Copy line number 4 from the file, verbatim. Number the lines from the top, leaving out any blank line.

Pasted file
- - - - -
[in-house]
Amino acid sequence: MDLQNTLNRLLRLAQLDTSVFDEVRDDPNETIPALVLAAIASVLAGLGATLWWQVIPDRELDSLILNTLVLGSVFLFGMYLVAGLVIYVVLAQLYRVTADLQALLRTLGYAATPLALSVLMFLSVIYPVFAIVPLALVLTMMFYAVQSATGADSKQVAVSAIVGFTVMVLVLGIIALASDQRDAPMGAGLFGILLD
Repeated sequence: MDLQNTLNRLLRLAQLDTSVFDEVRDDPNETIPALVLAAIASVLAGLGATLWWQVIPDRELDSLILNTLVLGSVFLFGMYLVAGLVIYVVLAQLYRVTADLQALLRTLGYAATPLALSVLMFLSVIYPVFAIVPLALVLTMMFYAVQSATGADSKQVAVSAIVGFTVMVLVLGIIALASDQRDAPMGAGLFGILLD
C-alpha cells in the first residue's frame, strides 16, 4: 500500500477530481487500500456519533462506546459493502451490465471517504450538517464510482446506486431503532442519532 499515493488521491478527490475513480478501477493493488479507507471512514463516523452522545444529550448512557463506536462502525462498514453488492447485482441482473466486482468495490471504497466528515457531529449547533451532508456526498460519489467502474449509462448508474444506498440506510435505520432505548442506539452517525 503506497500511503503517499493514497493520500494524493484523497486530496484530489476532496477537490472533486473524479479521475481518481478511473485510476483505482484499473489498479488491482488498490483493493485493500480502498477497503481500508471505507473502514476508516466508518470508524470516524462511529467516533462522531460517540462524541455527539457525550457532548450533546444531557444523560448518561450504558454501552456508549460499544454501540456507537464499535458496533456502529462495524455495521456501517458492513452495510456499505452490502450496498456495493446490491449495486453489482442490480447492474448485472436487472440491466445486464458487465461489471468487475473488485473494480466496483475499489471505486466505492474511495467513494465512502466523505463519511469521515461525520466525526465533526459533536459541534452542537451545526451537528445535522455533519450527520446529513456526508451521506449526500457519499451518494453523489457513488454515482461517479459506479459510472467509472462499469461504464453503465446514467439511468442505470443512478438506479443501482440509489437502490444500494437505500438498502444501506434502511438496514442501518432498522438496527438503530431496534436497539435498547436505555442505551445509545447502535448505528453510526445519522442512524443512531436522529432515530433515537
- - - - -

C-alpha cells in the first residue's frame, strides 16, 4: 500500500477530481487500500456519533462506546459493502451490465471517504450538517464510482446506486431503532442519532 499515493488521491478527490475513480478501477493493488479507507471512514463516523452522545444529550448512557463506536462502525462498514453488492447485482441482473466486482468495490471504497466528515457531529449547533451532508456526498460519489467502474449509462448508474444506498440506510435505520432505548442506539452517525 503506497500511503503517499493514497493520500494524493484523497486530496484530489476532496477537490472533486473524479479521475481518481478511473485510476483505482484499473489498479488491482488498490483493493485493500480502498477497503481500508471505507473502514476508516466508518470508524470516524462511529467516533462522531460517540462524541455527539457525550457532548450533546444531557444523560448518561450504558454501552456508549460499544454501540456507537464499535458496533456502529462495524455495521456501517458492513452495510456499505452490502450496498456495493446490491449495486453489482442490480447492474448485472436487472440491466445486464458487465461489471468487475473488485473494480466496483475499489471505486466505492474511495467513494465512502466523505463519511469521515461525520466525526465533526459533536459541534452542537451545526451537528445535522455533519450527520446529513456526508451521506449526500457519499451518494453523489457513488454515482461517479459506479459510472467509472462499469461504464453503465446514467439511468442505470443512478438506479443501482440509489437502490444500494437505500438498502444501506434502511438496514442501518432498522438496527438503530431496534436497539435498547436505555442505551445509545447502535448505528453510526445519522442512524443512531436522529432515530433515537